The deal underscores the flurry of partnership activity now underway (which I think will accelerate) between aggregators/content providers and companies with some kind of device enabling broadband access to TVs. I believe the key to these deals actually succeeding rests on 2 main factors: the content offering some new consumer value (selection, price, convenience, exclusivity, etc.) and the access device gaining a sufficiently large footprint. Absent both of these, the new deals will likely find only limited success.
Consumers now have no shortage of options to download or stream movies, meaning that announcements along the lines of Blockbuster-TiVo break little new ground. To me, a far more fertile area to create new consumer value is offering online access to cable networks' full-length programs. As I survey the landscape of how premium quality video content has or has not moved online, this is the category that has made the least progress so far. That's one of the reasons I think the recent Comcast/Time Warner Cable plans are so exciting.
With these plans in the works, but no timetables yet announced, non-cable operators need to be thinking about how they too can gain select distribution rights. There's still a lot of new consumer value to be created in this space. Given lucrative existing affiliate deals between cable networks and cable/satellite/telco operators, I admit this won't be easy. However, Hulu's access to Comedy Central's "Daily Show" and "Colbert Report" does prove it's possible.
We're well into the phase where premium video content is delivered to TVs via broadband. Those that bring distinctive content to large numbers of consumers as easily as possible will be the winners.
What do you think? Post a comment now.
Have you received the email pitch from Blockbuster Online yet, to rent 25 movies and get the new 2Wire MediaPoint Digital Media Player "free?" I've received a couple already this week (see below), and after reviewing the offer and its details, and comparing it to other alternatives, my conclusion is that the new service has a tough climb ahead.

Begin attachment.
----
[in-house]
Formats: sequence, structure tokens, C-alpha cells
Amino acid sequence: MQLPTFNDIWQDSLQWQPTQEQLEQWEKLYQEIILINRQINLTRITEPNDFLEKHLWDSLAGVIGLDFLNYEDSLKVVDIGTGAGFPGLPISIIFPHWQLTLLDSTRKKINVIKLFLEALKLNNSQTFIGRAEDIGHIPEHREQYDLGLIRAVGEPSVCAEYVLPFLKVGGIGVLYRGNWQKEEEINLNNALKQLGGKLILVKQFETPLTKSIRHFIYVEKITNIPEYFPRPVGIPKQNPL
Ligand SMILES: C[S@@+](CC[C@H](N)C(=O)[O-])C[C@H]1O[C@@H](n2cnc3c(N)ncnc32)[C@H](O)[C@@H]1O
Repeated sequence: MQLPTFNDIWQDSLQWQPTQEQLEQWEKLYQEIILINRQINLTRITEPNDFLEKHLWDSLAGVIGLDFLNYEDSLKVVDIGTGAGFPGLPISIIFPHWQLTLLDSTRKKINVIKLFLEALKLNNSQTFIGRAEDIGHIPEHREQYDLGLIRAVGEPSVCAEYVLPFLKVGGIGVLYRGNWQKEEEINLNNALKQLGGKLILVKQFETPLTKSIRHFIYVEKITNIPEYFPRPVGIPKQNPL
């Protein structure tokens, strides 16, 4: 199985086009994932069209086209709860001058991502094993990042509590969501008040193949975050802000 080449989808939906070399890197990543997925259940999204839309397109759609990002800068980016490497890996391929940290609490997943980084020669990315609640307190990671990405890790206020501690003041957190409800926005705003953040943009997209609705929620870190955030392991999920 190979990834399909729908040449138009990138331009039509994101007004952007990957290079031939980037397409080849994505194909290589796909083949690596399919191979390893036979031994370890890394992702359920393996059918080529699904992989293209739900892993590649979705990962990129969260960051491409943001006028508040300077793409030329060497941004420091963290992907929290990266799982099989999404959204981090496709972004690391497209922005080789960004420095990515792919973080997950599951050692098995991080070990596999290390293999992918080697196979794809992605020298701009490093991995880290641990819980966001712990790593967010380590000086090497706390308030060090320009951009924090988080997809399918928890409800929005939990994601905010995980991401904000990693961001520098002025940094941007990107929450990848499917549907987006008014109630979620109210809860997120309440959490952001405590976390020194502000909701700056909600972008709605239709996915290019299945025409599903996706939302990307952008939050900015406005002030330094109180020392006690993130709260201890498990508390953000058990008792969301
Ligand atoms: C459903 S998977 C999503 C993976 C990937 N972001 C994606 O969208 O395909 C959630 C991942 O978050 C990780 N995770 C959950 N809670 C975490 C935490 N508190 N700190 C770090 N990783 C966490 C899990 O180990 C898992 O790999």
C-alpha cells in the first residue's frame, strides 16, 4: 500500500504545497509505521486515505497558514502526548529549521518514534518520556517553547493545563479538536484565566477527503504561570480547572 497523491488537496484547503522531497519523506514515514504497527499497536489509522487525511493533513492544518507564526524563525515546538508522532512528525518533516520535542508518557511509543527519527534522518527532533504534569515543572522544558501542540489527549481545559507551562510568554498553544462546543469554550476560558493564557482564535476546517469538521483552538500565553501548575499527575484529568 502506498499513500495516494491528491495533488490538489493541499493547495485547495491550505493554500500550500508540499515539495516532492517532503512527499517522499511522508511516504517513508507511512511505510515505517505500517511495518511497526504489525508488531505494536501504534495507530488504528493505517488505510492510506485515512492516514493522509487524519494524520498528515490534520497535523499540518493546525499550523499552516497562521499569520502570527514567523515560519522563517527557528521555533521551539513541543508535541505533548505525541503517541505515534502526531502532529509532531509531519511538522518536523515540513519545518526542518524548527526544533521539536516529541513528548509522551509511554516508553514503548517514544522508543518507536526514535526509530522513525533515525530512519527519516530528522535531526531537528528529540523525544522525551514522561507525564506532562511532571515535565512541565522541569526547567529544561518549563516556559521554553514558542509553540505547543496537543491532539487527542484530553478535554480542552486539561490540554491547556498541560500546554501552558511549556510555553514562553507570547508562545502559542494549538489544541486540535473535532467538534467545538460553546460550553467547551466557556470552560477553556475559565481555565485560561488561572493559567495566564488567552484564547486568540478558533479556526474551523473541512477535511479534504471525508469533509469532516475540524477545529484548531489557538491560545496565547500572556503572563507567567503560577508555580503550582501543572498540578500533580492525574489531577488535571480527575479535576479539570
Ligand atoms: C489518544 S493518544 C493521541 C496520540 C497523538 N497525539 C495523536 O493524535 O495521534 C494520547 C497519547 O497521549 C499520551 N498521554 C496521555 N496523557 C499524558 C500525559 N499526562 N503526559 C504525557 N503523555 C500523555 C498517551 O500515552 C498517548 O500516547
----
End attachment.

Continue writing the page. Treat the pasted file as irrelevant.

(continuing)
The new 2Wire box itself is in the same general family as other single-purpose boxes such as AppleTV, Vudu and Netflix's Roku. There are some differences among them in hard drive size, pricing, outputs and streaming vs. downloading orientation. But they all serve the same basic purpose: connecting you via your home broadband connection to one source of "walled garden" premium-quality video content.
VideoNuze readers know I've been quite skeptical of the standalone box model, especially when box prices start in the $200-300 range. There's no question there's an upscale, early adopter audience that will buy in, but mainstream consumers will be uninterested for all kinds of reasons including: financial considerations (especially in this economy), resistance to connecting another box in already crowded consoles, perceived technical complexity, strong existing substitutes (e.g. cheap ubiquitous DVD players) and indistinct value propositions.
My judgment is based on a pretty simple set of criteria I rely on to gauge a new product or service's likelihood of success: Does it offer meaningful new value (some combination of better price, quality or speed) with minimal adoption effort required? Can a large target audience for this new value be clearly defined, served and acquired in an economically-reasonable manner? Is this new value attainable without sacrificing meaningful benefits of existing alternatives?
Miss on any one of these and the odds of success lengthen. Miss on any two and you're in long-shot territory. Miss on all three and you're dead on arrival. After evaluating the Blockbuster Online/MediaPoint current offer, my sense is that it misses on at least two and possibly all three.